“Child Support Office” from FINGERPRINTS OF A HUNGER STRIKE, by Tony Robles

At the entrance was a very large security guard chatting with another man who referred to him as Dinnerplate. Having recently been employed as a security guard, I felt a connection with my uniformed brethren. “Excuse me . . . uh . . .  Dinnerplate,” I said. “Can you tell me where I can give my updated contact information?” He gave me a stern look. “My name is Officer Fortune,” he said, “William A. Fortune, and you will address me as such!” I looked at the tattoo on his neck. It read Dinnerplate in cursive, although he may have been better served had it read Thinnerplate. “OK,” I replied, heading to the customer service windows where I was told — in so many words — to sit down, shut up, and wait my turn like a good boy . . .

Liquid: The Daily Post Photo Challenge, 16 May 2018

For this week’s Daily Post Photo Challenge, LIQUID, self decided to break with her usual habit of scouring her archives. Instead, she decided to take pictures of liquids.

Since this is also a hard-at-work day for her (writing), she’s at home. What is liquid in her home? Here are three things:

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Other LIQUID:

Stay tuned, dear blog readers. Stay tuned.

Place in the World 4: Books

Had we but world enough and time . . .

— Andrew Marvell, “To His Coy Mistress”

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Work-in-Progress: The Rorqual

Word Count: 6,313

The day he noticed the first strange animals, Pitt had been missing over a week. Joshua was looking down at a bird. He couldn’t be sure what kind of bird it was, it had an odd wing structure.

He felt a premonition, a twinge. He got those, sometimes, every year or so. It was always a signal of some change, not always bad.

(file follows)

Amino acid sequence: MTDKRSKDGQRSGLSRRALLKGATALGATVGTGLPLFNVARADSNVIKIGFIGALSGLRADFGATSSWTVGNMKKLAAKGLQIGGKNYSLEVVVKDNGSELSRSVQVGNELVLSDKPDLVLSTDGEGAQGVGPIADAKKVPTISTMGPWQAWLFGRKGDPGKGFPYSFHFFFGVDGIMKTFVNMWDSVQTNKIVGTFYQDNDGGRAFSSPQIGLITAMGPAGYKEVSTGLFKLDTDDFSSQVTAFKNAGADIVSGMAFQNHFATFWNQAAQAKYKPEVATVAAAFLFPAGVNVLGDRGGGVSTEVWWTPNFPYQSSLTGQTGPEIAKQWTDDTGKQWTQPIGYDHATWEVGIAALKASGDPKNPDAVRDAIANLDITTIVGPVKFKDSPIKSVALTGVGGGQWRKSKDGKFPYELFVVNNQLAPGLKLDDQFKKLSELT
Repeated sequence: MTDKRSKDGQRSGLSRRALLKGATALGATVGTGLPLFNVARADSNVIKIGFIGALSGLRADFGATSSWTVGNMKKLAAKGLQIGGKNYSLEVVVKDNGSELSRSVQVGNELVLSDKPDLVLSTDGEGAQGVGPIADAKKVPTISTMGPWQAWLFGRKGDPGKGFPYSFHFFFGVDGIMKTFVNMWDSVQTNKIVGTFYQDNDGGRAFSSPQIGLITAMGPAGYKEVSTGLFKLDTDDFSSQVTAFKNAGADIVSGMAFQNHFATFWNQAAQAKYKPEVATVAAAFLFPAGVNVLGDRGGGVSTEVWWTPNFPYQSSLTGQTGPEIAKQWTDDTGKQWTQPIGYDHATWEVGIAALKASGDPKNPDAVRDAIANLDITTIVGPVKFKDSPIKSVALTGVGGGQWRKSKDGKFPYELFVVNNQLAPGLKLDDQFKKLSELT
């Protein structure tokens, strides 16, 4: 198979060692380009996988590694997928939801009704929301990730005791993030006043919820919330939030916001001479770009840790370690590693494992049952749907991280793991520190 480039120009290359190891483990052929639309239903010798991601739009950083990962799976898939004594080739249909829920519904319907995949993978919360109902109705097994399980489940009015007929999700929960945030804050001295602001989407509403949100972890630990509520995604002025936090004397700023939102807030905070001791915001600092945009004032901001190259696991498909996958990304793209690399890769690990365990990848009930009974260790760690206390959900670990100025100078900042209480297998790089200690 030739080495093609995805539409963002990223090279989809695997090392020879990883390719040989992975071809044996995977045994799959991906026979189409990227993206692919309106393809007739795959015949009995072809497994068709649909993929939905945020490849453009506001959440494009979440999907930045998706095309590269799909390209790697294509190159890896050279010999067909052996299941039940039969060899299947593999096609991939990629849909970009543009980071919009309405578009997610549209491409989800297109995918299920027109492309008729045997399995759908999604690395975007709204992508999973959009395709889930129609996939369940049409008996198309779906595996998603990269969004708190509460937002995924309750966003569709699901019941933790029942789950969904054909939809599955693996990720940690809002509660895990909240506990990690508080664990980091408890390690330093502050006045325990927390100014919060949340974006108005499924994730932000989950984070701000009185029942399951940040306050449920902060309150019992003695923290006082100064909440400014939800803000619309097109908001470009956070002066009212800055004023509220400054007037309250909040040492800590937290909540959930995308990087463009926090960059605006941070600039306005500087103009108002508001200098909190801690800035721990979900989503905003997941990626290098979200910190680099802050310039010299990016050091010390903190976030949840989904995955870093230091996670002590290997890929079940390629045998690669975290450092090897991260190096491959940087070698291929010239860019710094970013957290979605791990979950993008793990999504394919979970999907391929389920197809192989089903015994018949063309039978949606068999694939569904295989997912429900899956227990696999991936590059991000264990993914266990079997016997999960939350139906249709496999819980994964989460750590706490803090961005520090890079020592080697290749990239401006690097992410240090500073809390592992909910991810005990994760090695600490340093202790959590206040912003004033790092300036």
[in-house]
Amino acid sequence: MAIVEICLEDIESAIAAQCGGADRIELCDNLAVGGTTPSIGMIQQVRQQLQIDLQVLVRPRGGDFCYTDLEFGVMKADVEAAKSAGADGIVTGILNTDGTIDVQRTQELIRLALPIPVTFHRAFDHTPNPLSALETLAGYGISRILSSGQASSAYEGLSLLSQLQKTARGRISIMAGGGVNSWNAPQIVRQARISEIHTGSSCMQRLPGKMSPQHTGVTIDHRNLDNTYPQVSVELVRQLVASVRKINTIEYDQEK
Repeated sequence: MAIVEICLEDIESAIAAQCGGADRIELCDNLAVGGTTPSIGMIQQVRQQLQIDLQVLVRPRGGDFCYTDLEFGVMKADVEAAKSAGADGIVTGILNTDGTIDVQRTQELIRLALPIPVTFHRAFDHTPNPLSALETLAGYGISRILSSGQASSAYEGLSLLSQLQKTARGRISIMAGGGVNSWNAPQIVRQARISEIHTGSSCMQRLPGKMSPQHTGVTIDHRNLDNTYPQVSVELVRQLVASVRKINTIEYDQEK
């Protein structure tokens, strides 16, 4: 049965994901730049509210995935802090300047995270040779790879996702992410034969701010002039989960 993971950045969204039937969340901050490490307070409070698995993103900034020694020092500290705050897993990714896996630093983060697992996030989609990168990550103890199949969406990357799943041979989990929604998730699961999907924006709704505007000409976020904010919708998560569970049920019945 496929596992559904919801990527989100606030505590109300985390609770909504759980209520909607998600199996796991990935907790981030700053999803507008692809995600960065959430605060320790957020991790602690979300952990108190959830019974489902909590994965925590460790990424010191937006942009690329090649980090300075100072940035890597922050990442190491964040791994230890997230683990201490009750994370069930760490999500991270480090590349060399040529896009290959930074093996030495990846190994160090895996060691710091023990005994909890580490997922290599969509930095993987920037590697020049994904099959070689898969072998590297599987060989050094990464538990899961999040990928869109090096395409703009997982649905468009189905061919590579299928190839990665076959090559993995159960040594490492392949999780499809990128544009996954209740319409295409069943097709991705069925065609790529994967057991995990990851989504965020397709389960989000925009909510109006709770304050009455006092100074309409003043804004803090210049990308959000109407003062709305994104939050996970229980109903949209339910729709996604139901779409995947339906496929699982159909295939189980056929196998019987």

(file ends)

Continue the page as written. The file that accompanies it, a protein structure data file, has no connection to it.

Novel-in-Progress: A Priest’s Letter to His Superior in Madrid, 24 March 1760

Before, the natives were mere shadows, moving silently through the forest, keeping their distance. They left scarcely more evidence of their comings and goings than wild animals. The forest is their home, and I do my utmost to show them that I respect it, as much as they do. I know that they feel themselves intimately connected to the great Nature around and about them. They believe Spirits live in the whispering trees and speak to them from babbling streams. Nature is full of omens, both of good or evil.

Philippine Dept. of Education Call for Supplementary Materials

Self got an e-mail yesterday from alma mater Ateneo de Manila University. They’d been trying to reach her because the Philippine Department of Education wants to include her first collection of short stories, Ginseng and Other Tales From Manila, in schools. It will be part of the supplementary learning materials (SLM) for Grades 7 to 12.

You know what that means, self’s Philippine publisher said. That means, they will order copies. Lots of copies. And if the publisher runs out of copies, they’ll have to print some more.

That book, self’s first, was one of five finalists for the Philippines’ National Book Award. She forgets who won that year. She told her Dad about it, and of all the things he could have said, he said this: “Do you know how famous your Mom used to be? She was so famous, she performed in Carnegie Hall!” Self had no answer.